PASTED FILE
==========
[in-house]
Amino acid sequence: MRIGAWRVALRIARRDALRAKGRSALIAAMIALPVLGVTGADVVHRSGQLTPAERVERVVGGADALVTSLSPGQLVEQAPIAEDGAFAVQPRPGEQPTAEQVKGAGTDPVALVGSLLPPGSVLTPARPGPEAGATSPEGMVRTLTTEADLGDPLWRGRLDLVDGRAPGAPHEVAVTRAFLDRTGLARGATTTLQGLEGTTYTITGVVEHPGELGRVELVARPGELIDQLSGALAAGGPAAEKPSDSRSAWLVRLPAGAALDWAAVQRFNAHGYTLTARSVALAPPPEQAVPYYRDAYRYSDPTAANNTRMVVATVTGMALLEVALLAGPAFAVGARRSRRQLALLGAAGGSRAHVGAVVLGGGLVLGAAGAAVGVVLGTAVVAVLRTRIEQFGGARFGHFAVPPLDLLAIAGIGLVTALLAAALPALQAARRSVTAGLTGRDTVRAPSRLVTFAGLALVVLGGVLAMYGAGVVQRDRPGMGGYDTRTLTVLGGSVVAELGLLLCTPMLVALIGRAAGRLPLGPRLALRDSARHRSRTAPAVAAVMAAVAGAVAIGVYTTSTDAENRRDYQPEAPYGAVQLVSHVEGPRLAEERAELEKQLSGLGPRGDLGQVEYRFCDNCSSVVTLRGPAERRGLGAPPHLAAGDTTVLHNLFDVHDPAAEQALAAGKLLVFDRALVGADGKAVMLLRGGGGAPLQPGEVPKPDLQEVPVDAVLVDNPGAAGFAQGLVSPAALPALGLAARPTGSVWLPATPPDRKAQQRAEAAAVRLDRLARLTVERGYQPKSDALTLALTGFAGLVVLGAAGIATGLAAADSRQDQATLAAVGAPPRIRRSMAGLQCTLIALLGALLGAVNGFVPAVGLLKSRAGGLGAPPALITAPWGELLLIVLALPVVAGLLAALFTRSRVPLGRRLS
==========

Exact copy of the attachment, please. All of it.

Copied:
[in-house]
Amino acid sequence: MRIGAWRVALRIARRDALRAKGRSALIAAMIALPVLGVTGADVVHRSGQLTPAERVERVVGGADALVTSLSPGQLVEQAPIAEDGAFAVQPRPGEQPTAEQVKGAGTDPVALVGSLLPPGSVLTPARPGPEAGATSPEGMVRTLTTEADLGDPLWRGRLDLVDGRAPGAPHEVAVTRAFLDRTGLARGATTTLQGLEGTTYTITGVVEHPGELGRVELVARPGELIDQLSGALAAGGPAAEKPSDSRSAWLVRLPAGAALDWAAVQRFNAHGYTLTARSVALAPPPEQAVPYYRDAYRYSDPTAANNTRMVVATVTGMALLEVALLAGPAFAVGARRSRRQLALLGAAGGSRAHVGAVVLGGGLVLGAAGAAVGVVLGTAVVAVLRTRIEQFGGARFGHFAVPPLDLLAIAGIGLVTALLAAALPALQAARRSVTAGLTGRDTVRAPSRLVTFAGLALVVLGGVLAMYGAGVVQRDRPGMGGYDTRTLTVLGGSVVAELGLLLCTPMLVALIGRAAGRLPLGPRLALRDSARHRSRTAPAVAAVMAAVAGAVAIGVYTTSTDAENRRDYQPEAPYGAVQLVSHVEGPRLAEERAELEKQLSGLGPRGDLGQVEYRFCDNCSSVVTLRGPAERRGLGAPPHLAAGDTTVLHNLFDVHDPAAEQALAAGKLLVFDRALVGADGKAVMLLRGGGGAPLQPGEVPKPDLQEVPVDAVLVDNPGAAGFAQGLVSPAALPALGLAARPTGSVWLPATPPDRKAQQRAEAAAVRLDRLARLTVERGYQPKSDALTLALTGFAGLVVLGAAGIATGLAAADSRQDQATLAAVGAPPRIRRSMAGLQCTLIALLGALLGAVNGFVPAVGLLKSRAGGLGAPPALITAPWGELLLIVLALPVVAGLLAALFTRSRVPLGRRLS